The basket below is from my recently judged fair closer to home at the Hereford Farm Fair. This fair is for entries from people 18 and under. Quite impressive!

A basket of veggies that won first prize at the Hereford Farm Fair
A basket of veggies that won first prize at the Hereford Farm Fair

A Cut Above – Creating Sculptures from Wood

Play area at Oregon Ridge Nature Center

It doesn’t seem possible to be able to use the words ‘chainsaw‘ and ‘art’ in the same sentence.  The chainsaw is such a workmanlike and crude tool that it is always surprising to me what beautiful carvings can be made within a couple of hours with the right kind of wood and a noisy, sawdust spitting, dangerous chainsaw. But when I visited Oregon Ridge Nature Center recently, my eyes were opened to the possibilities, as soon as I saw the new play area that was designed with all chain saw creations by Pat Hundley, a local chainsaw artist.

Creations from Logs

These chainsaw creations are perfect to decorate your garden or outdoor space and will last for years. You can get one to hold up your mailbox, embrace a sign, use as a play set for kids, or just for decoration.

Bear emerging from log by Pat Hundley

Chainsaw art has become very popular, especially in timber heavy areas of the country. In western Maryland, Deep Creek  Lake is chock full of chainsaw artists on every corner, advertising their masterpieces. There is even a new TV show called Chainsaw Gang, which features premier chainsaw artists from around the country who battle each other to deliver incredible works of art.

Fox sculpture by Pat Hundley

I talked with Pat Hundley, who has a day job as a teacher for Baltimore County Schools, about how he got started in this unusual hobby. He said that he got started after Baltimore Gas & Electric did some tree trimming at his house and left some logs behind. Pat got the idea of carving a bear out of one as a surprise for his wife. An hour later, he created a bear coming out of a log and he hasn’t stopped since.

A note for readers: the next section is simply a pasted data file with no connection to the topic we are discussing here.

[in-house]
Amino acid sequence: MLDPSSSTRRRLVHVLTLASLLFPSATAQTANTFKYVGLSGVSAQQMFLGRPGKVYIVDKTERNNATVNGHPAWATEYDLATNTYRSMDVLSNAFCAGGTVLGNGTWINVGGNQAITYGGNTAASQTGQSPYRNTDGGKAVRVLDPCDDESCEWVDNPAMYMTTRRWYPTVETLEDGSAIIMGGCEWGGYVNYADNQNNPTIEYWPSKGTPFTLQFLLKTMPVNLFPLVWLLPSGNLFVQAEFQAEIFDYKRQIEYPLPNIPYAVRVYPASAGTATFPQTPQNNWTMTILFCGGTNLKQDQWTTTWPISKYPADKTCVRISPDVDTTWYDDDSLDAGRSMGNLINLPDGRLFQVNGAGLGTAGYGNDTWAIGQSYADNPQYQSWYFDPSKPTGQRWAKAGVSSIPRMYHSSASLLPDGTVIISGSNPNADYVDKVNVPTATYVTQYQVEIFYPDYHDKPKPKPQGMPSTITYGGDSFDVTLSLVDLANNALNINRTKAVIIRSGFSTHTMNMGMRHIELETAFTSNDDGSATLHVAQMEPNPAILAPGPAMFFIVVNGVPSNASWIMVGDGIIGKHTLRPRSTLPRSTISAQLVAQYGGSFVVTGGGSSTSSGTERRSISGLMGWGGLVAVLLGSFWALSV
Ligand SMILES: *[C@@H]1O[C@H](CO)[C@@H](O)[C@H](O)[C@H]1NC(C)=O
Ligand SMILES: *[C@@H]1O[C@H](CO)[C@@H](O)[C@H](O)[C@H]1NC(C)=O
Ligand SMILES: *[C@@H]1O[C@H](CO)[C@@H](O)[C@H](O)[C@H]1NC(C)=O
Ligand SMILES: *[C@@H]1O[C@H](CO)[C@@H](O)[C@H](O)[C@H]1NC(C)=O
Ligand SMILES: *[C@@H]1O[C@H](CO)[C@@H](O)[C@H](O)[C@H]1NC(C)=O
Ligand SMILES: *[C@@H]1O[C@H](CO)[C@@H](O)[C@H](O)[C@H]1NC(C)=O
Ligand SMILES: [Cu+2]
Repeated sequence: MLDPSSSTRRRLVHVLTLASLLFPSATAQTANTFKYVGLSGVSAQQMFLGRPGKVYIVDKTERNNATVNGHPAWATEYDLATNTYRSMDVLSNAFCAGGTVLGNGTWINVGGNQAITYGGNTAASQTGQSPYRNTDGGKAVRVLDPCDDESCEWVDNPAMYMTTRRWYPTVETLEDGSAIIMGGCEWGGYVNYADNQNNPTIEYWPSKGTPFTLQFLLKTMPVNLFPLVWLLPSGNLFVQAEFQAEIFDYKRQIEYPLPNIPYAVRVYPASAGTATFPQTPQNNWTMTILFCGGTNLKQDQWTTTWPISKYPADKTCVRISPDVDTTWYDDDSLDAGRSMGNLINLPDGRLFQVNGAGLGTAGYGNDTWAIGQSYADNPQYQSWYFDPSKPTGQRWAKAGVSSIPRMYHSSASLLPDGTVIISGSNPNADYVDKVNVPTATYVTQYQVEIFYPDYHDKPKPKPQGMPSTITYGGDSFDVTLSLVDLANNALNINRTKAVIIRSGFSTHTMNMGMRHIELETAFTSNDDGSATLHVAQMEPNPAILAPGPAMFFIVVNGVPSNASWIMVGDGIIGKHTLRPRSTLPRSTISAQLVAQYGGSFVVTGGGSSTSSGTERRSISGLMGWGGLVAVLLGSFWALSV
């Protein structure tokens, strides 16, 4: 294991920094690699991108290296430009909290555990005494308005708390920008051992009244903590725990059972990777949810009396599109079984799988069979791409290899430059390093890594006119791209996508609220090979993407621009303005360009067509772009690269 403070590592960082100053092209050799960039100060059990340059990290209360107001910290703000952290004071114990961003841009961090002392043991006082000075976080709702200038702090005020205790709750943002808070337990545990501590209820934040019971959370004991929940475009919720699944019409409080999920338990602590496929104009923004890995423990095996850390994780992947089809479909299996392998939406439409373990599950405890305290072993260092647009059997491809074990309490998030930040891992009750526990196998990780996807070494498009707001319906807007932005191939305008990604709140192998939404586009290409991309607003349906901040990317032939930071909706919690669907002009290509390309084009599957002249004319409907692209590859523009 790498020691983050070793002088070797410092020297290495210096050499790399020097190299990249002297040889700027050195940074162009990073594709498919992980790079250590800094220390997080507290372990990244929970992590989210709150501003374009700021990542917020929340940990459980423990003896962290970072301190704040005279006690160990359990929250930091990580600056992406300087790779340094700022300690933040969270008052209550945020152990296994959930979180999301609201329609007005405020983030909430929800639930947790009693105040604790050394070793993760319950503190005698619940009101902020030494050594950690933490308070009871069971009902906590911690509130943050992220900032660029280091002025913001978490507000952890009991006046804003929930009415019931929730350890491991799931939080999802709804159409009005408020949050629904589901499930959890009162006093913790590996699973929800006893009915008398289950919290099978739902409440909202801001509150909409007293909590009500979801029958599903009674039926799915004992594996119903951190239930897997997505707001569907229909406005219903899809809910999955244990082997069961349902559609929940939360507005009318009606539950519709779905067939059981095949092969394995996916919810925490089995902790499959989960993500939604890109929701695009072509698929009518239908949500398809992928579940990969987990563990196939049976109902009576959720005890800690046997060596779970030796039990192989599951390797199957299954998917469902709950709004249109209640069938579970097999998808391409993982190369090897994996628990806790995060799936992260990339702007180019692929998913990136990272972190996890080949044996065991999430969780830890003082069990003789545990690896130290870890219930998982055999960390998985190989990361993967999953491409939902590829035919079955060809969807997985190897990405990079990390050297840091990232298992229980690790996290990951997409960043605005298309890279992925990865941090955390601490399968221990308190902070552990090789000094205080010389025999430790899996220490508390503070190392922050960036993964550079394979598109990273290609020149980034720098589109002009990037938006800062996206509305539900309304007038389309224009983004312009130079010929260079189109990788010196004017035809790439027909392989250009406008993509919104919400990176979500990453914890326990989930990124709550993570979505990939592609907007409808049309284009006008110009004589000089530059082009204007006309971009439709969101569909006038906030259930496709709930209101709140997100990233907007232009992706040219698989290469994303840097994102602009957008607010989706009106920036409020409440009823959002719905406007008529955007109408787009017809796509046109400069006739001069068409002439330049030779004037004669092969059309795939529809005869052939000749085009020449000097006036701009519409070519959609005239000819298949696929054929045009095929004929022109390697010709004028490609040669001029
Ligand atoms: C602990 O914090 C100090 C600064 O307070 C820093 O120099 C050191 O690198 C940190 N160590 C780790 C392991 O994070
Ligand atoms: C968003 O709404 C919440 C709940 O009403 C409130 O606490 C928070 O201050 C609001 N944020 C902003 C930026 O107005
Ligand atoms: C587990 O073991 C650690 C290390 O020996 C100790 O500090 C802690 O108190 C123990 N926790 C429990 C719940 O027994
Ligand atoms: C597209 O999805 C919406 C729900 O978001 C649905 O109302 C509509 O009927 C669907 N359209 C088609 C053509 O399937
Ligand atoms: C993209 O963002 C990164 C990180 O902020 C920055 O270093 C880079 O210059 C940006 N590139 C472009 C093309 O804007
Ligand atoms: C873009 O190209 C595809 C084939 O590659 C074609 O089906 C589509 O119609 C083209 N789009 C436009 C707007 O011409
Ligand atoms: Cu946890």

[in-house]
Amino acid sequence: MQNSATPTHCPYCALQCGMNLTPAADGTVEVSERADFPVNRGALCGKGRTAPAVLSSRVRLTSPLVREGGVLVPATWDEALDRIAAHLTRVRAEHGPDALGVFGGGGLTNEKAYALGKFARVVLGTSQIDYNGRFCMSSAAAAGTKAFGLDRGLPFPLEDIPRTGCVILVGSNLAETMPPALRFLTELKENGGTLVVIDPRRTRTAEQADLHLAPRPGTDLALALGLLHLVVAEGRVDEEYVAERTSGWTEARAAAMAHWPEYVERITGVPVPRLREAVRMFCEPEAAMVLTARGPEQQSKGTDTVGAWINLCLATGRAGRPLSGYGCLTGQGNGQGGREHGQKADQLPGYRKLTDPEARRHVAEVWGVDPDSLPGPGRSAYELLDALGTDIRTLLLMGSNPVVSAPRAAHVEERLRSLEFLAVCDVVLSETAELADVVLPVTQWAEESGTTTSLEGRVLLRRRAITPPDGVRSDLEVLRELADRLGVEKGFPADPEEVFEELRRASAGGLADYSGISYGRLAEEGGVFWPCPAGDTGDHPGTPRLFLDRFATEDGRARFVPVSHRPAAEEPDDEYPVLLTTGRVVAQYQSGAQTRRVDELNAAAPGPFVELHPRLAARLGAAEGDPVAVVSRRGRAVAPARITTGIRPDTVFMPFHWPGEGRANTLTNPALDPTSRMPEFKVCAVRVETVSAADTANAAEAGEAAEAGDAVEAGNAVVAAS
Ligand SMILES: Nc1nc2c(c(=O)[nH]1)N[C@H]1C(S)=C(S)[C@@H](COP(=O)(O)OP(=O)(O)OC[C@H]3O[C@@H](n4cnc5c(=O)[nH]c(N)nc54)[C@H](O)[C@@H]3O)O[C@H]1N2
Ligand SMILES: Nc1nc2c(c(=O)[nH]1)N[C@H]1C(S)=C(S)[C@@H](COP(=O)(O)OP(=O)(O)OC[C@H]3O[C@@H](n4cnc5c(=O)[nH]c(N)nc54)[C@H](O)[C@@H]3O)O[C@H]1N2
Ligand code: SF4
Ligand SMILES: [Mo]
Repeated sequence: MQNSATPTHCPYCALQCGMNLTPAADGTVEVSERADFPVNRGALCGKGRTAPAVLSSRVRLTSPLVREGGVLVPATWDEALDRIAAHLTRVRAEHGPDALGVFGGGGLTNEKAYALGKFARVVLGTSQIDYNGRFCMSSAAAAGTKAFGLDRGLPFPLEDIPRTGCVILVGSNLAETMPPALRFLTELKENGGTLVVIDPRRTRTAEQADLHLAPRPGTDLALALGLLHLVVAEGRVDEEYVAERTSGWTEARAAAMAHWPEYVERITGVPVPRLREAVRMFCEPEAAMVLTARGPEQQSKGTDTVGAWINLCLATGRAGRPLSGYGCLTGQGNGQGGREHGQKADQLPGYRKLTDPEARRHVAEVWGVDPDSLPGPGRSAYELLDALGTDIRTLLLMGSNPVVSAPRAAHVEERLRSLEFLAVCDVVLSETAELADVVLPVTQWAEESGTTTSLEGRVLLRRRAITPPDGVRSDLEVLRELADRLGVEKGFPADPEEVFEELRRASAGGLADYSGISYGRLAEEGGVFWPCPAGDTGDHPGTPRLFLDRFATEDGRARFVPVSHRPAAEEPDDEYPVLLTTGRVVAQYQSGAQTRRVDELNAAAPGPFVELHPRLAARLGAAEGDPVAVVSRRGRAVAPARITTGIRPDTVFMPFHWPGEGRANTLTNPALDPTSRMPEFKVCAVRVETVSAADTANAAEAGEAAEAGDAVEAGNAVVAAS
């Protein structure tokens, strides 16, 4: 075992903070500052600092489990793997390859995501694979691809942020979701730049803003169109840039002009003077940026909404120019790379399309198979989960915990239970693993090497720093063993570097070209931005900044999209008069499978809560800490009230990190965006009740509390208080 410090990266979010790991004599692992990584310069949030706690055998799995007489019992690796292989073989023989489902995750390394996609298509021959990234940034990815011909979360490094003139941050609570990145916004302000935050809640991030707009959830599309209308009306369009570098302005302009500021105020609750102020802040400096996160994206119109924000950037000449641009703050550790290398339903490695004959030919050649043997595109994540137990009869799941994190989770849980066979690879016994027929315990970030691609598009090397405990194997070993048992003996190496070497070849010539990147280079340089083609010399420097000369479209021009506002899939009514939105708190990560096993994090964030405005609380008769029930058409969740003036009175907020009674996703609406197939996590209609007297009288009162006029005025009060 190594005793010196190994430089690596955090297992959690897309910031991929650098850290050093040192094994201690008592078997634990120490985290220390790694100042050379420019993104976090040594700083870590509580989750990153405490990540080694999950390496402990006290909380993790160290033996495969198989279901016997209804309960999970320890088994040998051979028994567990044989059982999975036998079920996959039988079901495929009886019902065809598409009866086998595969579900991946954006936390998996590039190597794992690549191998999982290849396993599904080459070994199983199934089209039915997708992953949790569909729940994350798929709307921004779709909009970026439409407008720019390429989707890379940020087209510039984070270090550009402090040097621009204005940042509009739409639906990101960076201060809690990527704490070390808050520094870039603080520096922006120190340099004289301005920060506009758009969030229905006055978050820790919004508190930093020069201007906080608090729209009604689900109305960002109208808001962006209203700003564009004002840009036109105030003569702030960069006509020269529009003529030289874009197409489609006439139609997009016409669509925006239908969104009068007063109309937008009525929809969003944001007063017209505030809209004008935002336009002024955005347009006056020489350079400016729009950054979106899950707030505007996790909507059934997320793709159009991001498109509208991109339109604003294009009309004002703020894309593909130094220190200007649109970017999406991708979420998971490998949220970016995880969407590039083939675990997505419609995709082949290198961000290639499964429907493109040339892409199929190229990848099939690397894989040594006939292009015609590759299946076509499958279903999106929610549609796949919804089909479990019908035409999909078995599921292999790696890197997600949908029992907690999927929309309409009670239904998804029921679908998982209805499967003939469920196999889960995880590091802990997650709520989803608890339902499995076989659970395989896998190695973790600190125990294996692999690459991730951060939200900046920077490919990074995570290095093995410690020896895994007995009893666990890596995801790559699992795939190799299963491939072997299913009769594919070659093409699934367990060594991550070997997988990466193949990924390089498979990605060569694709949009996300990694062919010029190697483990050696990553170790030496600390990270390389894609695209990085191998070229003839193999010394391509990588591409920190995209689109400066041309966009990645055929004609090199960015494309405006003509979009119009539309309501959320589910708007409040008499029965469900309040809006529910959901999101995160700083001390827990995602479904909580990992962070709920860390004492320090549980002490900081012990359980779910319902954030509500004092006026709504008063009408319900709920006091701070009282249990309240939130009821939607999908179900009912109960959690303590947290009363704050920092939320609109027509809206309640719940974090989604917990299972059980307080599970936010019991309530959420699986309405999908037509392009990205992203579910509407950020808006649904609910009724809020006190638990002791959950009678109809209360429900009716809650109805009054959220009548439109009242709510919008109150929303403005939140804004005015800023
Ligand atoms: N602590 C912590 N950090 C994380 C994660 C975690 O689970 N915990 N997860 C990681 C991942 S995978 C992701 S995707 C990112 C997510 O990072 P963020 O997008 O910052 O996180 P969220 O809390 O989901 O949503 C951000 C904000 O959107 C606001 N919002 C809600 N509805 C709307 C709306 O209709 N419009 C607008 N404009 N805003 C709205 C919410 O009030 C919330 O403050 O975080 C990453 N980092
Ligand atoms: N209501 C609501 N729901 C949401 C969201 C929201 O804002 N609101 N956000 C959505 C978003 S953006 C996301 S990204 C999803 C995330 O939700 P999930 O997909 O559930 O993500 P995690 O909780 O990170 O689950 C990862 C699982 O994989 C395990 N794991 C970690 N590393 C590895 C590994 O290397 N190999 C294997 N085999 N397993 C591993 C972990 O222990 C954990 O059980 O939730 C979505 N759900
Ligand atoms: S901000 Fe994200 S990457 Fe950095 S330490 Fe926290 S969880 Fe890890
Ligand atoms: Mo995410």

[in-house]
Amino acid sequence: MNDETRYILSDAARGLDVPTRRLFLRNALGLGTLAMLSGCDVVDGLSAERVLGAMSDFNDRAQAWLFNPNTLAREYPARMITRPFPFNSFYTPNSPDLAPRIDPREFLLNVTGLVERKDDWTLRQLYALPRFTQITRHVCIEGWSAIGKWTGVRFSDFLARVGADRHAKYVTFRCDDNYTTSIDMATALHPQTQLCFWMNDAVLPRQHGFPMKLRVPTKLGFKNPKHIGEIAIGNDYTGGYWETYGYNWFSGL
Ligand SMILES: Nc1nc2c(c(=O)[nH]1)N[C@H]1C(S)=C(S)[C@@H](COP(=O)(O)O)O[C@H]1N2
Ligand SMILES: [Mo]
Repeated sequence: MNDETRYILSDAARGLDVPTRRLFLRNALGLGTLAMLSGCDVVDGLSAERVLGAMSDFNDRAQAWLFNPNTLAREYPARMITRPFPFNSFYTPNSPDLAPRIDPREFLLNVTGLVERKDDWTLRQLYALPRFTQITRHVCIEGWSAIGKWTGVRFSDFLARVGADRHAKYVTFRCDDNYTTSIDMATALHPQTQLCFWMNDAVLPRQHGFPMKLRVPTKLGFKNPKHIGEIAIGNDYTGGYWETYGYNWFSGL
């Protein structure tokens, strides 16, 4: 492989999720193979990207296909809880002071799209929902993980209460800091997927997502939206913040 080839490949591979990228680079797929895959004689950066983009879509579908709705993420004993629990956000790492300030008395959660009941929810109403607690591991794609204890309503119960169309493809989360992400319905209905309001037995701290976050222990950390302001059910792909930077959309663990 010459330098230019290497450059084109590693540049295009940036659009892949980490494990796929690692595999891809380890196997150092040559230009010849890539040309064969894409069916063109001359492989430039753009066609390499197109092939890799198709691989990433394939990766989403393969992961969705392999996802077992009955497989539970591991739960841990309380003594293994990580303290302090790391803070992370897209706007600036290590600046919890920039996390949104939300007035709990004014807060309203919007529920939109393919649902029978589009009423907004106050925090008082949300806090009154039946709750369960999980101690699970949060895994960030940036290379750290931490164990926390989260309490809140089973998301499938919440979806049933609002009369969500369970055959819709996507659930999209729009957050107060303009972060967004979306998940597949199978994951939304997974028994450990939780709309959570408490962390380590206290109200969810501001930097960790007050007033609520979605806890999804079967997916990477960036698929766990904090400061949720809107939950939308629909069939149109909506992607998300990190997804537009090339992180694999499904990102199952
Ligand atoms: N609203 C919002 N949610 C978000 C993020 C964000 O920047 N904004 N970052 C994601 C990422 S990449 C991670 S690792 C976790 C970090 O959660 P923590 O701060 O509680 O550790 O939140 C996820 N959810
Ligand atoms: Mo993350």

One of Pat Hundley’s creations

Pat says it takes about an hour to do a bear and he will charge around $100 for the piece, depending on the complexity. The carving can last for years if you seal it at least twice a year with deck sealant and/or polyurethane. He paints some of the pieces also to make the details pop. Pine is the primary wood that he carves in as it is readily accessible in MD, but he uses anything that becomes available. Pat is friendly with some tree removal professionals to obtain the materials that he needs.

Painted Bald Eagle on log by Pat Hundley

The most popular design that Pat does is the bear emerging from a log and I can see how that one would fit right into my garden! Pat sells his creations at local craft shows and by word of mouth.

There are special tools of the trade to make the detailed carvings come to life. Pat uses guide bars or carving bars called ‘quarter tip’ and ‘dime tip’, that have very small ‘noses’ that allow finer cuts for details such as fur and feathers.  The important advantage of these special bars is that they do not produce ‘kickback’ when using them, and are much safer than the standard bars.

Pat in action

In order to reach the high levels of skill required to be a “chainsaw carver“, a good amount of instruction and practice is required in the safe operation of a chainsaw. This is then followed by plenty of study and practice in carving basic shapes which then ultimately leads on to more ambitious projects. It is extremely important that anyone using a chainsaw wear the proper protective clothing, like leather chaps and ear protection. A cut from a chainsaw is not just a cut, it  can actually remove a chunk of flesh and bone.

Chainsaw Women

Chainsaw art is a relative recent art form dating back to the 1950’s. Not only is it seen as a sculpture, but also as performance art or spectacle –  with the noise, flying sawdust, and very fast carving results. It is stunning how fast the carving comes to life, as opposed to old-fashioned carving using mallets and gouges that can take much longer. Also, the detail that you can achieve with chainsaws amazes me.

Turtles by Cherie Currie

I was also delighted at the number of women who make a living out of chainsaw art. There is even a group called ‘Chainsaw Chix’ which is the first group of all-female sculptors. Go Girls! Chainsaw art is not limited to the United States either. There are international artists all over and competitions all around the world.  There is even a chainsaw carving school in Toei, Japan.

World's tallest Virgin Mary carving at Schochw...
World’s tallest Virgin Mary carving at Schochwitz, Germany (Photo credit: Wikipedia)

Now, I just need to find that perfect spot in my garden to showcase one of these pieces of art!